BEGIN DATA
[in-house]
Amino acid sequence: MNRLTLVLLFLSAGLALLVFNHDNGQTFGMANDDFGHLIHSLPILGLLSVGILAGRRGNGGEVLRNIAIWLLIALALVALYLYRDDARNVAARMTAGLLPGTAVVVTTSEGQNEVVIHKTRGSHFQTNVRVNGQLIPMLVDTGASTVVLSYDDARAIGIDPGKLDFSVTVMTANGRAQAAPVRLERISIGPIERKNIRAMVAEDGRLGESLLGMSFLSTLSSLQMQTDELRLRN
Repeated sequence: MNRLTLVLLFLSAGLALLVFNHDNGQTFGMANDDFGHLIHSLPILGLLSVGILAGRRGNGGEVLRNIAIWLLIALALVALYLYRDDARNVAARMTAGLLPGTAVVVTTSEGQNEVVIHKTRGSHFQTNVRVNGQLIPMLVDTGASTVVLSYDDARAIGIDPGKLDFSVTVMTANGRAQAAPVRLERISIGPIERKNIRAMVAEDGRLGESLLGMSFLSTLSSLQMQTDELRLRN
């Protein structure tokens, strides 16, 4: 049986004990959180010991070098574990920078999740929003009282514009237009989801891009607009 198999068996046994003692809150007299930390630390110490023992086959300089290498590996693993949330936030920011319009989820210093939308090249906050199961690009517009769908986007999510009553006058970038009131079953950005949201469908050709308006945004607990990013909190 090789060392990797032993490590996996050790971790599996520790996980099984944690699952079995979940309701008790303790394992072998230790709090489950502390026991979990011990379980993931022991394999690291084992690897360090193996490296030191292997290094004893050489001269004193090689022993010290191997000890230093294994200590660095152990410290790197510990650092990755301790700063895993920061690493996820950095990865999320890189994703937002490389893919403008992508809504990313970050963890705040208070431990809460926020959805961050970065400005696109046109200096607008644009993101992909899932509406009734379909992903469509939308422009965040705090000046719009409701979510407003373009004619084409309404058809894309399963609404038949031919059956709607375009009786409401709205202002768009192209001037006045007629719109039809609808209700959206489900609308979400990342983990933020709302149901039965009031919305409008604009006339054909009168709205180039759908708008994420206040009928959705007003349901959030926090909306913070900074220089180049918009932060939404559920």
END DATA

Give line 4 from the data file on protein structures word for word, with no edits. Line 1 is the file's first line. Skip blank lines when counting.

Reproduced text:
């Protein structure tokens, strides 16, 4: 049986004990959180010991070098574990920078999740929003009282514009237009989801891009607009 198999068996046994003692809150007299930390630390110490023992086959300089290498590996693993949330936030920011319009989820210093939308090249906050199961690009517009769908986007999510009553006058970038009131079953950005949201469908050709308006945004607990990013909190 090789060392990797032993490590996996050790971790599996520790996980099984944690699952079995979940309701008790303790394992072998230790709090489950502390026991979990011990379980993931022991394999690291084992690897360090193996490296030191292997290094004893050489001269004193090689022993010290191997000890230093294994200590660095152990410290790197510990650092990755301790700063895993920061690493996820950095990865999320890189994703937002490389893919403008992508809504990313970050963890705040208070431990809460926020959805961050970065400005696109046109200096607008644009993101992909899932509406009734379909992903469509939308422009965040705090000046719009409701979510407003373009004619084409309404058809894309399963609404038949031919059956709607375009009786409401709205202002768009192209001037006045007629719109039809609808209700959206489900609308979400990342983990933020709302149901039965009031919305409008604009006339054909009168709205180039759908708008994420206040009928959705007003349901959030926090909306913070900074220089180049918009932060939404559920």